Cody Wilson sets his legal sights on Shopify

Pro-gun attorney Alan Gura, left, speaking to Cody Wilson at the 2016 Gun Rights Policy Conference. (Photo:

Cody Wilson is no stranger to litigation. Having spent the better part of five years locked in a battle against the State Department over the legality of 3D printed files, Wilson finally won his case and earned the right to publish his digital blueprints. Now, just a month after his victory, Wilson is looking to, again, step into the courtroom but this time against e-commerce platform Shopify.

Shopify, an online marketplace for retailers, shocked the gun industry Monday when it unexpectedly and swiftly changed its Acceptable User Policy — effectively banning firearms and firearms related parts. As gun and parts retailers grappled with the sudden about-face in policy, Wilson said the change in policy was all about silencing him.

“It was prompted because of the victory in the press and everything, as well as, I suspect, third party interference,” Wilson explained to in a phone interview Thursday. “I know that the Attorney General in New Jersey, for example, had sent letters asking my host to take my website down, asking CloudFlare to take my website down. I know last year that the Gabby Giffords’ group asked Shopify in a nine page letter to take my website down.”

Wilson was the very first firearms retailer to get the ax from the e-commerce site, receiving his eviction notice by email early Friday. Wilson said he immediately began contacting the company after he received the email to determine why he was kicked off the site.

“Basically they banned me at like midnight on Friday, early Friday of last week. I asked for an explanation for why my shop was banned that day. They didn’t give me one and then they spent the whole weekend coming up with new terms. It was like Monday or Tuesday when they finally updated their use policy.” he said. “So they basically decided to knee-jerk get rid of me and then figured out how to explain it on the backend of that next week.”

Not a man easily silenced, Wilson began digging and unearthed an interesting blog post by Shopify CEO Tobi Lütke written in 2017, detailing his stance on the need for free speech and free commerce. Wilson took to the hallowed pages of Twitter to air his frustration and call out the CEO who Wilson said was acting disingenuously. Since Wilson’s public call-out, Lütke updated the blog post revising it to caveat what free speech he supports.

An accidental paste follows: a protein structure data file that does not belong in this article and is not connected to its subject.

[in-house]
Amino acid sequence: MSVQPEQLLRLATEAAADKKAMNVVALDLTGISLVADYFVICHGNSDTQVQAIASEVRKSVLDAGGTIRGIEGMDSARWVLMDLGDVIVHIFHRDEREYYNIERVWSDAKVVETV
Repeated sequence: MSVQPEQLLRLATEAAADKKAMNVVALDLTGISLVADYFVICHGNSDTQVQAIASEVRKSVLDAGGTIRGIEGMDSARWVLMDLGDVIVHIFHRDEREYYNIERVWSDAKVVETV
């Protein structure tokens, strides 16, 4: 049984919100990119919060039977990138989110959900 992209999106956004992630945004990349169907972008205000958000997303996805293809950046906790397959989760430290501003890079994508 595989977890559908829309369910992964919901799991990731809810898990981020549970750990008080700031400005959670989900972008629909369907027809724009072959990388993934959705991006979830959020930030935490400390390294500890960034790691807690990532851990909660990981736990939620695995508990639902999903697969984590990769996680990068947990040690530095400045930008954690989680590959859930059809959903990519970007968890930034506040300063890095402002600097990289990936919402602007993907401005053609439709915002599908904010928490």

“Solely deferring to the law, in this age of political gridlock, is too idealistic and functionally unworkable on the fast moving internet. The legislative process is no match for the realities of the internet and has ground to a halt on contentious issues,” Lütke’s revised blog said. “So we have found ourselves in a position of having to make our own decisions on some of these issues. And along the way we had to accept that neutrality is not a possibility.”

He continued, “We addressed this vacuum by creating a carefully crafted Acceptable Use Policy which allows space for all types of products, even the ones that we disagree with, but not for the kind of products intended to harm. We reserve the right to wake up smarter every day. And therefore Shopify will have to make decisions based on judgement when there is not a black and white, or even existing, legal solution.”

Wilson doesn’t buy this explanation. “I know that in his previous post, he was about Shopify being committed to lawful speech. Of course in Shopify’s case, they’re committed to unlawful speech as well. They make a lot of money with marijuana and marijuana products — illegal federally,” Wilson explained.  “Their (updated) AUP, it wasn’t things that can harm people. It was all the feature tests that we’re used to seeing you know from like Dianne Feinstein’s office or something.”

When asked what the next step in the process would be, Wilson bluntly told that court was his next stop. “My intention is to sue Shopify for breach of contract,” he said. “And I invite others to join me if they feel like a similar thing has happened to them.”

No lawsuits have been officially filed, but other retailers such as Spike’s Tactical and Rare Breed Firearms have also made statements outlining their intentions to pursue legal actions against Shopify.

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